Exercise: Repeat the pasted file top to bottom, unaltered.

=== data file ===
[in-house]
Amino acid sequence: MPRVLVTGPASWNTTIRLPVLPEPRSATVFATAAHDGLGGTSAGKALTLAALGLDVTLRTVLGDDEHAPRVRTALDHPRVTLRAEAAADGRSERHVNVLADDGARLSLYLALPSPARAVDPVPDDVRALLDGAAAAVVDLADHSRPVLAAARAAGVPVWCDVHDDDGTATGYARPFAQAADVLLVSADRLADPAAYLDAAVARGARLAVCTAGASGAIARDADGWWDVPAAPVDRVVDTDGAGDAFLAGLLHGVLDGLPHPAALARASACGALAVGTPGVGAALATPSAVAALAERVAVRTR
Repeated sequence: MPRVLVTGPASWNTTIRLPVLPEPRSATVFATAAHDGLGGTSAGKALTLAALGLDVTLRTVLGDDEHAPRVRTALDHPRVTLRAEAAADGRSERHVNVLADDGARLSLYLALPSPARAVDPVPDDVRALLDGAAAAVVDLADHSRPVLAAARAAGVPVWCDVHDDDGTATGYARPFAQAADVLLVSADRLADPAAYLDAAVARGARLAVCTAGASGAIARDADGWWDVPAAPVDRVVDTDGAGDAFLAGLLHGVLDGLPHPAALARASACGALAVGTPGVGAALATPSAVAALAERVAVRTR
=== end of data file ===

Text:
[in-house]
Amino acid sequence: MPRVLVTGPASWNTTIRLPVLPEPRSATVFATAAHDGLGGTSAGKALTLAALGLDVTLRTVLGDDEHAPRVRTALDHPRVTLRAEAAADGRSERHVNVLADDGARLSLYLALPSPARAVDPVPDDVRALLDGAAAAVVDLADHSRPVLAAARAAGVPVWCDVHDDDGTATGYARPFAQAADVLLVSADRLADPAAYLDAAVARGARLAVCTAGASGAIARDADGWWDVPAAPVDRVVDTDGAGDAFLAGLLHGVLDGLPHPAALARASACGALAVGTPGVGAALATPSAVAALAERVAVRTR
Repeated sequence: MPRVLVTGPASWNTTIRLPVLPEPRSATVFATAAHDGLGGTSAGKALTLAALGLDVTLRTVLGDDEHAPRVRTALDHPRVTLRAEAAADGRSERHVNVLADDGARLSLYLALPSPARAVDPVPDDVRALLDGAAAAVVDLADHSRPVLAAARAAGVPVWCDVHDDDGTATGYARPFAQAADVLLVSADRLADPAAYLDAAVARGARLAVCTAGASGAIARDADGWWDVPAAPVDRVVDTDGAGDAFLAGLLHGVLDGLPHPAALARASACGALAVGTPGVGAALATPSAVAALAERVAVRTR